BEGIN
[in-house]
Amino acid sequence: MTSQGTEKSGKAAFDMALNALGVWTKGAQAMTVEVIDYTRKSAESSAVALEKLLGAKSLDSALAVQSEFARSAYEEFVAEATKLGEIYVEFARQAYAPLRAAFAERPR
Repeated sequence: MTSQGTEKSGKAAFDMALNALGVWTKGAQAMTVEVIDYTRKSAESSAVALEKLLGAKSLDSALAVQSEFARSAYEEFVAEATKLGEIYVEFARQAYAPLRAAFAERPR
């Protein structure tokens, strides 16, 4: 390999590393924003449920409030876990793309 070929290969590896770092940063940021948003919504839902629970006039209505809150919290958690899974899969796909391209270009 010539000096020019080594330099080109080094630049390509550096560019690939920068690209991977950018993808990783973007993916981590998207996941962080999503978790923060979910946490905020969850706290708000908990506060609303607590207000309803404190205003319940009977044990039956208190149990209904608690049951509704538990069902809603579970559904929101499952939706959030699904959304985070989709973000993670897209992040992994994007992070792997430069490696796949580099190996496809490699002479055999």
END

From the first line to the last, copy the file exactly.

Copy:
[in-house]
Amino acid sequence: MTSQGTEKSGKAAFDMALNALGVWTKGAQAMTVEVIDYTRKSAESSAVALEKLLGAKSLDSALAVQSEFARSAYEEFVAEATKLGEIYVEFARQAYAPLRAAFAERPR
Repeated sequence: MTSQGTEKSGKAAFDMALNALGVWTKGAQAMTVEVIDYTRKSAESSAVALEKLLGAKSLDSALAVQSEFARSAYEEFVAEATKLGEIYVEFARQAYAPLRAAFAERPR
């Protein structure tokens, strides 16, 4: 390999590393924003449920409030876990793309 070929290969590896770092940063940021948003919504839902629970006039209505809150919290958690899974899969796909391209270009 010539000096020019080594330099080109080094630049390509550096560019690939920068690209991977950018993808990783973007993916981590998207996941962080999503978790923060979910946490905020969850706290708000908990506060609303607590207000309803404190205003319940009977044990039956208190149990209904608690049951509704538990069902809603579970559904929101499952939706959030699904959304985070989709973000993670897209992040992994994007992070792997430069490696796949580099190996496809490699002479055999």